Cecilia Balocchi

Ray Bai

Jessica Liu

Silvia P. Canelón

Edward I. George

Yong Chen

Mary Regina Boland


May 11, 2021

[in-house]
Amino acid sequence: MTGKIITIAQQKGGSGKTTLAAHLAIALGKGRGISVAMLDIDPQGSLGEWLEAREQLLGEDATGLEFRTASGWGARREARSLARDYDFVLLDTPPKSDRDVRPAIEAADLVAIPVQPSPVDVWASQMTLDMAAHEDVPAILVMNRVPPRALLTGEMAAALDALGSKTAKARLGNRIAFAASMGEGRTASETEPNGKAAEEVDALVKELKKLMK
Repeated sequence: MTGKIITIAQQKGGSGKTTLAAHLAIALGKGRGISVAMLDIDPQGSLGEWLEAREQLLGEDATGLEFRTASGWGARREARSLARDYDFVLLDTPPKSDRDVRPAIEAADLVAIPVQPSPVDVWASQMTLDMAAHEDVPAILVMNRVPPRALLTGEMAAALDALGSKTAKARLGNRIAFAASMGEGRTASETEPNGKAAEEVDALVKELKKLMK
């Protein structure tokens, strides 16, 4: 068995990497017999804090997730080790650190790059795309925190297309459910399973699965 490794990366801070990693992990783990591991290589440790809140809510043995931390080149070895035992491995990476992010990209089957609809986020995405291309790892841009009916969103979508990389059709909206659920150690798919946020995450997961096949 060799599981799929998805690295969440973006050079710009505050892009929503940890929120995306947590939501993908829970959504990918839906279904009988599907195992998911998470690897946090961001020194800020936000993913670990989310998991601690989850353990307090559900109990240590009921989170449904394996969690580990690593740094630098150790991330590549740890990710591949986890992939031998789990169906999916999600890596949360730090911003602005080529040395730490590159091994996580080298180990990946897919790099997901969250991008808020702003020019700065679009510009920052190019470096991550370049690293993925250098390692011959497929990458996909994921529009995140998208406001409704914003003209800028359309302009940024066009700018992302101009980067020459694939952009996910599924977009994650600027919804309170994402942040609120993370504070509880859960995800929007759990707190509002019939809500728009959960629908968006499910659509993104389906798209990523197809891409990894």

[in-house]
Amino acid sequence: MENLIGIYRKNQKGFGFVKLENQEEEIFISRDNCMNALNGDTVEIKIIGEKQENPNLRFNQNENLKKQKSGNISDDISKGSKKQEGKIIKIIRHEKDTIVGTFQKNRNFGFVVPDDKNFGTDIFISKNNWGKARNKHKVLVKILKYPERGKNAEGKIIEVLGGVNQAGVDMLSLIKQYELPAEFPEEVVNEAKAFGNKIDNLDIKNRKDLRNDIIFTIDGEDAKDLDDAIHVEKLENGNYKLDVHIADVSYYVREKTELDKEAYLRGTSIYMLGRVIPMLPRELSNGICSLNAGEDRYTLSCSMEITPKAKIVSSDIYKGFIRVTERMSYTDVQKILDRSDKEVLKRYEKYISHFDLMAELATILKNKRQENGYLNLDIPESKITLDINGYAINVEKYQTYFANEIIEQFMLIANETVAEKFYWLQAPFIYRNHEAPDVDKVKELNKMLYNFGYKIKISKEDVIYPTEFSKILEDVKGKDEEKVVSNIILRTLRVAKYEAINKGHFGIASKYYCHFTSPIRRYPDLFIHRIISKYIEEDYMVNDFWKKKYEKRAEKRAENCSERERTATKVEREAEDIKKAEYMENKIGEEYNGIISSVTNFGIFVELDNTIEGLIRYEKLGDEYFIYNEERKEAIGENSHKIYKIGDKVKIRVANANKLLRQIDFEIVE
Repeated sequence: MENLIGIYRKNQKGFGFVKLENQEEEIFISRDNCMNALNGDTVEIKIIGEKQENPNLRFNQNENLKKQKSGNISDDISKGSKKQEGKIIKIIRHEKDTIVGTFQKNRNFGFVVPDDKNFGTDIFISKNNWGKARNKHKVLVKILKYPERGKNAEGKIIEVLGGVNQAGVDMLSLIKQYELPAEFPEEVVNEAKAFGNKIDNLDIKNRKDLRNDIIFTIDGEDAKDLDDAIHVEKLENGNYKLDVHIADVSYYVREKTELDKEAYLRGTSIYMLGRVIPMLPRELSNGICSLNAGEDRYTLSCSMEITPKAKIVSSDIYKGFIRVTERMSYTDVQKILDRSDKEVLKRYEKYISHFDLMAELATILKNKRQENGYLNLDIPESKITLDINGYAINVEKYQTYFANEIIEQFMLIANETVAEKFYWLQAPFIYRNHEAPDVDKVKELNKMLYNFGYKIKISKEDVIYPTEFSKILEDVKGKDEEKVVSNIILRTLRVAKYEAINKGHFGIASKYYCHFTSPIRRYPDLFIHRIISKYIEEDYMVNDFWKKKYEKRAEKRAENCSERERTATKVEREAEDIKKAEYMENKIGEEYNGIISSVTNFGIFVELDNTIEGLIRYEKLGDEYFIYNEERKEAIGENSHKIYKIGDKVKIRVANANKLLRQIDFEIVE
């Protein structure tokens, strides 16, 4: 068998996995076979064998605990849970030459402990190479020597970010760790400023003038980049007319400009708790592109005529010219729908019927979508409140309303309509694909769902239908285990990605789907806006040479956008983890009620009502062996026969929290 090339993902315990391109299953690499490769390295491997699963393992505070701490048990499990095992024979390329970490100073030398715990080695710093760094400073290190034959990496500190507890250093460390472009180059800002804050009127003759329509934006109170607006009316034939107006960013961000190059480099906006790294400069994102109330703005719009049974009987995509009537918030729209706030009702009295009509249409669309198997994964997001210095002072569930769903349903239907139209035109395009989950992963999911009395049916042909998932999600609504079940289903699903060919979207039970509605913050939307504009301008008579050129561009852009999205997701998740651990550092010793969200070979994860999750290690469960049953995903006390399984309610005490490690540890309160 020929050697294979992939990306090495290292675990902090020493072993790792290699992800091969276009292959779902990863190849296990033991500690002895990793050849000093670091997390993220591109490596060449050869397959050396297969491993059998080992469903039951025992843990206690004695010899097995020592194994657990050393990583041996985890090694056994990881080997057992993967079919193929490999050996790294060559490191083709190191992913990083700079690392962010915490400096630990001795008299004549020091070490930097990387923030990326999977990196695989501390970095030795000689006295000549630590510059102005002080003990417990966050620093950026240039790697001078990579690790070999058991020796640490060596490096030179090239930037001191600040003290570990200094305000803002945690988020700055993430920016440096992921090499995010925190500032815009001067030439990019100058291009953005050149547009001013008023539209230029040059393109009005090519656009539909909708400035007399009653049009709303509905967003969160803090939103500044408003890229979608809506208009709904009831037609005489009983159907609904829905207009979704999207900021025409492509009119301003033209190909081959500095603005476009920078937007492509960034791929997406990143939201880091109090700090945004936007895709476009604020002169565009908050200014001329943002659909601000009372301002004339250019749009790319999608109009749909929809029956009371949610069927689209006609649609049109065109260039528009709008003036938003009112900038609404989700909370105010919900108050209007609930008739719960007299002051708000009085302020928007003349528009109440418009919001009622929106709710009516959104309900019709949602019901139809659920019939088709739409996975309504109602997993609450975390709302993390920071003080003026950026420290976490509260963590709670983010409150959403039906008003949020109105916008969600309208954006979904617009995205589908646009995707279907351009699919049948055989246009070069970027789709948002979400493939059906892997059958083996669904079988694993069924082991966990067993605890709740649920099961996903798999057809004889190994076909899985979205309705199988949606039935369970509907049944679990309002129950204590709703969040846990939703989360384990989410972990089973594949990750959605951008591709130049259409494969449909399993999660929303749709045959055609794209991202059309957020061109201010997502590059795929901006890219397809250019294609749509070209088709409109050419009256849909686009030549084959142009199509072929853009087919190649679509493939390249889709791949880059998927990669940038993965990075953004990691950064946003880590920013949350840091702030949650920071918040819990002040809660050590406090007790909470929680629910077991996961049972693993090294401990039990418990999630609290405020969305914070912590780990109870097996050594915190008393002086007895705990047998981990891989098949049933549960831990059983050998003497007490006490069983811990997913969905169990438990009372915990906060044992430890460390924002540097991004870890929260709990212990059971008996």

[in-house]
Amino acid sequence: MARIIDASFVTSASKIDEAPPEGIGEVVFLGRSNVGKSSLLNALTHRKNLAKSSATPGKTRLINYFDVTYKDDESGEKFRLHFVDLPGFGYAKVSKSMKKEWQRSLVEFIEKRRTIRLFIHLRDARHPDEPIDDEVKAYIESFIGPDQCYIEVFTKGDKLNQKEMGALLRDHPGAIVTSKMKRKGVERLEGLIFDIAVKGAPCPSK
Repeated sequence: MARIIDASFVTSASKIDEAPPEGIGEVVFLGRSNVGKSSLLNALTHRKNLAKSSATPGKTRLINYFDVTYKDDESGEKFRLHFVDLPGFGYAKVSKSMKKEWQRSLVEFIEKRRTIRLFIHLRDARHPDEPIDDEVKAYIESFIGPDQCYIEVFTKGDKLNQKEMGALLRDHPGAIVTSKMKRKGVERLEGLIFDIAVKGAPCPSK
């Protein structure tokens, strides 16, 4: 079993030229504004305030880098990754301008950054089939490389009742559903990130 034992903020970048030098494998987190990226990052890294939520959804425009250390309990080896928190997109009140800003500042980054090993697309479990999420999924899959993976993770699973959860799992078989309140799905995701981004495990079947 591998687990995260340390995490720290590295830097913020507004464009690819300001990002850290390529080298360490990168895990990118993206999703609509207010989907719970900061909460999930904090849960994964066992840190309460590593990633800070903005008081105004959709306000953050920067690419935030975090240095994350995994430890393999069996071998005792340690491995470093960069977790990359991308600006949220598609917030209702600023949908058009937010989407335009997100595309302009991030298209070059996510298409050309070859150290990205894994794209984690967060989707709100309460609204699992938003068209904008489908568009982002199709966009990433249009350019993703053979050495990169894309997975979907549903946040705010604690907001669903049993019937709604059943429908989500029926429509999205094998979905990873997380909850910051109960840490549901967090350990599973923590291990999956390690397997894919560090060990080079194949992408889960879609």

Studying the determinants of adverse pregnancy outcomes like stillbirth and preterm birth is of considerable interest in epidemiology. Understanding the role of both individual and community risk factors for these outcomes is crucial for planning appropriate clinical and public health interventions. With this goal, we develop geospatial mixed effects logistic regression models for adverse pregnancy outcomes. Our models account for both spatial autocorrelation and heterogeneity between neighborhoods. To mitigate the low incidence of stillbirth and preterm births in our data, we explore using class rebalancing techniques to improve predictive power. To assess the informative value of the covariates in our models, we use posterior distributions of their coefficients to gauge how well they can be distinguished from zero. As a case study, we model stillbirth and preterm birth in the city of Philadelphia, incorporating both patient-level data from electronic health records (EHR) data and publicly available neighborhood data at the census tract level. We find that patient-level features like self-identified race and ethnicity were highly informative for both outcomes. Neighborhood-level factors were also informative, with poverty important for stillbirth and crime important for preterm birth. Finally, we identify the neighborhoods in Philadelphia at highest risk of stillbirth and preterm birth.

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